notes:So far, a simultaneously psychoanalytic and historicist loss—perhaps replacing orsubsuming structuralist lack—has emerged as one of fin de siècle queer theory’s key terms . . . I would like to suggest, however, that this powerful turn toward loss—toward
failure, shame, negativity, grief, and other structures of feeling historical—may also be apremature turn away from a seemingly obsolete politics of pleasure that could, in fact, berenewed by attention to temporal difference. This is, melancholic queer theory may
acquiesce to the idea that pain—either a pain we do feel or a pain we should feel but cannot, or a pain we must laboriously rework into pleasure if we are to have any pleasure at all—is the proper ticket into historical consciousness. Elizabeth Freeman
Bad feelings have a certain prestige in the academic discourse: 1. seriousness;2. long philosophical tradition around negativity. lack>>loss
Connection with a protestant ethic >> “pleasure cannot be the ground of anything productiove at all”
H: feelings that are not good for action.
Forms of failure that are less closely tied to action
<While feeling bad can result in acting out, being fucked up can also make even the apparentlysimple act of “fucking shit up” seem out of reach.>
—Need to imagine a politics that allows for damage
<Given this state of affairs, the question really is not whether feelings such as grief, regret, and despair have a place in transformative politics: it would in fact be impossible to imagine transformative politics without these feelings. Nor is the question how to cultivate hope in the face of despair, since such calls tend to demand the replacement of despair with hope. Rather, the question that faces us is how to make a future backward enough that even the most reluctant among us might want to live there./>
H̲a̲u̲n̲t̲e̲d̲ L̲a̲n̲d̲s̲c̲a̲p̲e̲s̲ o̲f̲ t̲h̲e̲ A̲n̲t̲h̲r̲o̲p̲o̲c̲e̲n̲e̲ f̲r̲o̲m̲ A̲r̲t̲s̲ o̲f̲ L̲i̲v̲i̲n̲g̲ o̲n̲ a̲ D̲a̲m̲a̲g̲e̲d̲ P̲l̲a̲n̲e̲t̲ b̲y̲ G̲a̲n̲,̲ E̲l̲a̲i̲n̲e̲,̲ A̲n̲n̲a̲ T̲s̲i̲n̲g̲,̲ H̲e̲a̲t̲h̲e̲r̲ A̲n̲n̲e̲ S̲w̲a̲n̲s̲o̲n̲,̲ a̲n̲d̲ N̲i̲l̲s̲ O̲l̲e̲ B̲u̲b̲a̲n̲d̲t̲
notes:[…]Will they leave only ghosts? Peter Funch, biologist
<Ghostsbecome tangible through the form of ancient chestnut stools. Centuries ofgraing, cultivation, trade, taxation, and disease are inscribed onto theirstructure and shape. The landscape emerges om ghostly entanglements:the many histories of life and death that have made these trees, this place>
see where extinction leave traces >where the deads are visible next to the living ones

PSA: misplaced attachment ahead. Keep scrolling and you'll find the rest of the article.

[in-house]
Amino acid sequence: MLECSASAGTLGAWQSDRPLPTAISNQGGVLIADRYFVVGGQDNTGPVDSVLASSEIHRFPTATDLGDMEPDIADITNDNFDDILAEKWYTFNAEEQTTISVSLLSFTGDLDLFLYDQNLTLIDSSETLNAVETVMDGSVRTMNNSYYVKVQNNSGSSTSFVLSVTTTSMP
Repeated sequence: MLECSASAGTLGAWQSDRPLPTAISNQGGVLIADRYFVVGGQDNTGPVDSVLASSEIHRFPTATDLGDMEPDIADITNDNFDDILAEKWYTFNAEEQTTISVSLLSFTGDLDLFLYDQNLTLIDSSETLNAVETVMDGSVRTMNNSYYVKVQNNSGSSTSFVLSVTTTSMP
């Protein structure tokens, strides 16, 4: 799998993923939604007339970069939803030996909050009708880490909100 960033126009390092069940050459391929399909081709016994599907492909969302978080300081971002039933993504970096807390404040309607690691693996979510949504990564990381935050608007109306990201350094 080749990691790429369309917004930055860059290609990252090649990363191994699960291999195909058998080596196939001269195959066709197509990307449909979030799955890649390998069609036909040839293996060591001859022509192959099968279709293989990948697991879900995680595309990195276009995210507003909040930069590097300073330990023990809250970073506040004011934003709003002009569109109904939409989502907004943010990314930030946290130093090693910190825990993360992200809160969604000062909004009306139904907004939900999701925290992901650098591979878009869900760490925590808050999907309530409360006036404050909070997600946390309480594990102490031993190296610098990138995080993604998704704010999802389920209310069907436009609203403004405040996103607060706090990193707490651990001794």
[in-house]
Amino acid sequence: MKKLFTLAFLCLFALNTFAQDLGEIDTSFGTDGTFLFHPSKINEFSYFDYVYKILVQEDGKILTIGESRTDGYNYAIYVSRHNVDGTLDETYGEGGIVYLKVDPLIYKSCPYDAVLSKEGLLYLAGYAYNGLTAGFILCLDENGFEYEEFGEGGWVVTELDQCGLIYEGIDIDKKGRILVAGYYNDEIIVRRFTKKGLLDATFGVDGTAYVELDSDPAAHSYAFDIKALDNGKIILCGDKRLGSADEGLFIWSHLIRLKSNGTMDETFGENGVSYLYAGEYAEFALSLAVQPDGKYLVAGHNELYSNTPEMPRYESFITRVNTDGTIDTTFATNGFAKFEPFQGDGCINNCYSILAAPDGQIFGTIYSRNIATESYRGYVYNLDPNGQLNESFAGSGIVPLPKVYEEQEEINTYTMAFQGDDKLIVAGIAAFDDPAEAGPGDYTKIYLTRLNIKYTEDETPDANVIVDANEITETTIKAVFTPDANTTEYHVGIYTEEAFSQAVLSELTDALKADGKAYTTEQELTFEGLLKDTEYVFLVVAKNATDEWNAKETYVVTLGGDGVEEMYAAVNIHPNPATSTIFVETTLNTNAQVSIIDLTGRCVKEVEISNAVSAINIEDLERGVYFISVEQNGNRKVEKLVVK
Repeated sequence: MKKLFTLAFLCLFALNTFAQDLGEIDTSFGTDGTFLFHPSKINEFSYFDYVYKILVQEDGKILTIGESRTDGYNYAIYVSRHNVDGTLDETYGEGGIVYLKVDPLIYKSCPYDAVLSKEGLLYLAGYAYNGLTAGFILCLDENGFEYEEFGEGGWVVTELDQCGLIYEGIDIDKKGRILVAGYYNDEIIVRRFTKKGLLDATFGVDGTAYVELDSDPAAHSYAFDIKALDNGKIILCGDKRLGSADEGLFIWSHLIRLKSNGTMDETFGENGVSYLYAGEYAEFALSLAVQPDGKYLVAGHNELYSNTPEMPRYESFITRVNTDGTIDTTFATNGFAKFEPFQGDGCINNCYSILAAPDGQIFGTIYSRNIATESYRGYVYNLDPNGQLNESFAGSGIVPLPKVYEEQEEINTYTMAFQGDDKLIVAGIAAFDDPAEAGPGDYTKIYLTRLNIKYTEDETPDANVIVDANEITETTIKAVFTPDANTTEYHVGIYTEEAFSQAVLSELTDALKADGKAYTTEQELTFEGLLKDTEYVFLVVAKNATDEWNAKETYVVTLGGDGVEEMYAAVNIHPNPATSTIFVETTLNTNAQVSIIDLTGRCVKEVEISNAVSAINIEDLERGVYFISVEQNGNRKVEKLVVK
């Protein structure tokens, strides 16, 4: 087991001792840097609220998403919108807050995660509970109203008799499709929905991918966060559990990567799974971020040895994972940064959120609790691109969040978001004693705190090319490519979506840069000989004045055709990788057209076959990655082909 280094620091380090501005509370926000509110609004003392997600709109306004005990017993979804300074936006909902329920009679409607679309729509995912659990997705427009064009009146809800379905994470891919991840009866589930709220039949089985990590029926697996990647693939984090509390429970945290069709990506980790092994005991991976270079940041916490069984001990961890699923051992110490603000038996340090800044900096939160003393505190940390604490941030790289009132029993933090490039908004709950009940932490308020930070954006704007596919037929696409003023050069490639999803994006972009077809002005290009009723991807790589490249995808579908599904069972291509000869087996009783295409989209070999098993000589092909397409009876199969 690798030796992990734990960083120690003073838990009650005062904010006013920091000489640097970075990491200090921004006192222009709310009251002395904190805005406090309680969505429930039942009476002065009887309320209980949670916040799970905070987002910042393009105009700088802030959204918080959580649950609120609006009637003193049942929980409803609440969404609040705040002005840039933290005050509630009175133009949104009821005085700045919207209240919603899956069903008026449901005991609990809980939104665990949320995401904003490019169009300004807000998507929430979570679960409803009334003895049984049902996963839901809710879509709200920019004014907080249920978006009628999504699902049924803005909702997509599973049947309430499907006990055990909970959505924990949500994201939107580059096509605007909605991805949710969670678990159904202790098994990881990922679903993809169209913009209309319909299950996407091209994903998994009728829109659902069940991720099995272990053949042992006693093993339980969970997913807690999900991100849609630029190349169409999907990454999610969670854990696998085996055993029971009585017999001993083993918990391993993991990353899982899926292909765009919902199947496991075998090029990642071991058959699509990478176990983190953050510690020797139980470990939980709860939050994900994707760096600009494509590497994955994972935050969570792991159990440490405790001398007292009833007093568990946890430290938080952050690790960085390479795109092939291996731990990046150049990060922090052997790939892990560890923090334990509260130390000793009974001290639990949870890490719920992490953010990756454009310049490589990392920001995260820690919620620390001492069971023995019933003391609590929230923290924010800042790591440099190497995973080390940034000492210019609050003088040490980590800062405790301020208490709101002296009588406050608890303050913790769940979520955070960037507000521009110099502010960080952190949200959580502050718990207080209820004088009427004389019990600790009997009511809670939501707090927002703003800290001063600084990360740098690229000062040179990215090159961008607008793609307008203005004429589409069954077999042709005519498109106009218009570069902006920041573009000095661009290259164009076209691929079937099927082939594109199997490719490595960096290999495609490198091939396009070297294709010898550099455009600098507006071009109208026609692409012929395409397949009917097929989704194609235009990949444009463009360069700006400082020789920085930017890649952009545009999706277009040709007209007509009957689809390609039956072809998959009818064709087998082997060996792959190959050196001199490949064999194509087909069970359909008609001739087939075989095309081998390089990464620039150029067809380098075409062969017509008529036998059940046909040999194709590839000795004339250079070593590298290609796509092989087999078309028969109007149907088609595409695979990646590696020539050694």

anthropogenic loss-humans forgetting the landscape as it was before their reshaping: “shifting baseline syndrome”
<Admiring one landscape and its biological entanglements often entails forgetting many others. >
forget, but then ghost will remind us
<Ghosts, too, are weeds that whisper tales of the many pasts and yet-to-comes that surround us. Considered through ghosts and weeds, worlds have ended many times before.>
death: of a forest, of a city, of a friendship, of a leaf, of promises and small stories.
<The landscapes grown om such endings are our disaster as well as our weedy hope.>
Deborah Bird Rose- “double death”- as extinction which exiinguishes times yet to come.
Karen Barad- haunted landscapes as strange topologies- ““Every bit of spacetimemattering is … entangled inside all others.”
Hélène Cixous- ghosts are uncanny-in the anthropocene life persists in the shadow of mass death.
Ladders Are Not the Only Kind of Time
Europe-northerns renassance thinkers claimed that life had evlved from simple to complex- optimistic view that places humans at the top of the grand chain of being- assumed that we were all in a sigle time, all in a single trajectory.
Lichens-symbiotic assemblages of species: filamentous fungi and photosynthetic algae or cyanobacteria- are made of filamentous fungi that are potentially immortal. <When we notice their tempo, rather than impose ours, they open us to the possibility of a different kind of livability> many kinds of time that disturb our conventional sense of time.<These temporal feats alert us that the time of modernity is not the only kind of time, and that our metronomic synchrony is not the only time that matters.>
Japanese polymath Minakata Kumagusu- rather taht dismissing folk knowledge, he incorporated approaches from it into his scientific work. <This is a reason to learn om ghosts, however unfamiliar their forms. Our experiments combine natural history and vernacular legacies, learning om precedents nourished by other times and places.>
img1,2 ✹ paintings by Antonio Ligabue
4 Waters: Deep Implicancy by Denise Ferreira da Silva and Arjuna Neuman